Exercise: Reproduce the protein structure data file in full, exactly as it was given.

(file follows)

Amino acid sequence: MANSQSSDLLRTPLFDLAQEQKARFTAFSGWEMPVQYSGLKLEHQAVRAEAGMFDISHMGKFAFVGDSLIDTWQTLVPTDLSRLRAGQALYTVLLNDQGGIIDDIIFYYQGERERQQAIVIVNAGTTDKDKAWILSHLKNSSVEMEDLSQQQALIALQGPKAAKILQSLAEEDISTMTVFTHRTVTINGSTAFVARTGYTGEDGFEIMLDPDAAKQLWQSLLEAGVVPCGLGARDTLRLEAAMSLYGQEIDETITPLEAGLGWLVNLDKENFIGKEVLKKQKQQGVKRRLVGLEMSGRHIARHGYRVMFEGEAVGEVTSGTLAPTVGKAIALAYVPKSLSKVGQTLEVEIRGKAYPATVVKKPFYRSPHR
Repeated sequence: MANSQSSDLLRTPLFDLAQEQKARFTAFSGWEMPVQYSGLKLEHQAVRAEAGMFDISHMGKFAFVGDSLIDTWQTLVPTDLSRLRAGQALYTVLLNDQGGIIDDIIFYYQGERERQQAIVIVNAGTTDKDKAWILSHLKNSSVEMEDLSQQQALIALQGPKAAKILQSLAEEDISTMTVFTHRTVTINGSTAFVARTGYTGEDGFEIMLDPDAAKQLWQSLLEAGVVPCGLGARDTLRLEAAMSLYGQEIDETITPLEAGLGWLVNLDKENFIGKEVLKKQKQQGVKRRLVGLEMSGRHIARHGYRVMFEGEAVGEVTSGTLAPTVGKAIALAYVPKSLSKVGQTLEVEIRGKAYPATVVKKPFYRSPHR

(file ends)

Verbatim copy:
Amino acid sequence: MANSQSSDLLRTPLFDLAQEQKARFTAFSGWEMPVQYSGLKLEHQAVRAEAGMFDISHMGKFAFVGDSLIDTWQTLVPTDLSRLRAGQALYTVLLNDQGGIIDDIIFYYQGERERQQAIVIVNAGTTDKDKAWILSHLKNSSVEMEDLSQQQALIALQGPKAAKILQSLAEEDISTMTVFTHRTVTINGSTAFVARTGYTGEDGFEIMLDPDAAKQLWQSLLEAGVVPCGLGARDTLRLEAAMSLYGQEIDETITPLEAGLGWLVNLDKENFIGKEVLKKQKQQGVKRRLVGLEMSGRHIARHGYRVMFEGEAVGEVTSGTLAPTVGKAIALAYVPKSLSKVGQTLEVEIRGKAYPATVVKKPFYRSPHR
Repeated sequence: MANSQSSDLLRTPLFDLAQEQKARFTAFSGWEMPVQYSGLKLEHQAVRAEAGMFDISHMGKFAFVGDSLIDTWQTLVPTDLSRLRAGQALYTVLLNDQGGIIDDIIFYYQGERERQQAIVIVNAGTTDKDKAWILSHLKNSSVEMEDLSQQQALIALQGPKAAKILQSLAEEDISTMTVFTHRTVTINGSTAFVARTGYTGEDGFEIMLDPDAAKQLWQSLLEAGVVPCGLGARDTLRLEAAMSLYGQEIDETITPLEAGLGWLVNLDKENFIGKEVLKKQKQQGVKRRLVGLEMSGRHIARHGYRVMFEGEAVGEVTSGTLAPTVGKAIALAYVPKSLSKVGQTLEVEIRGKAYPATVVKKPFYRSPHR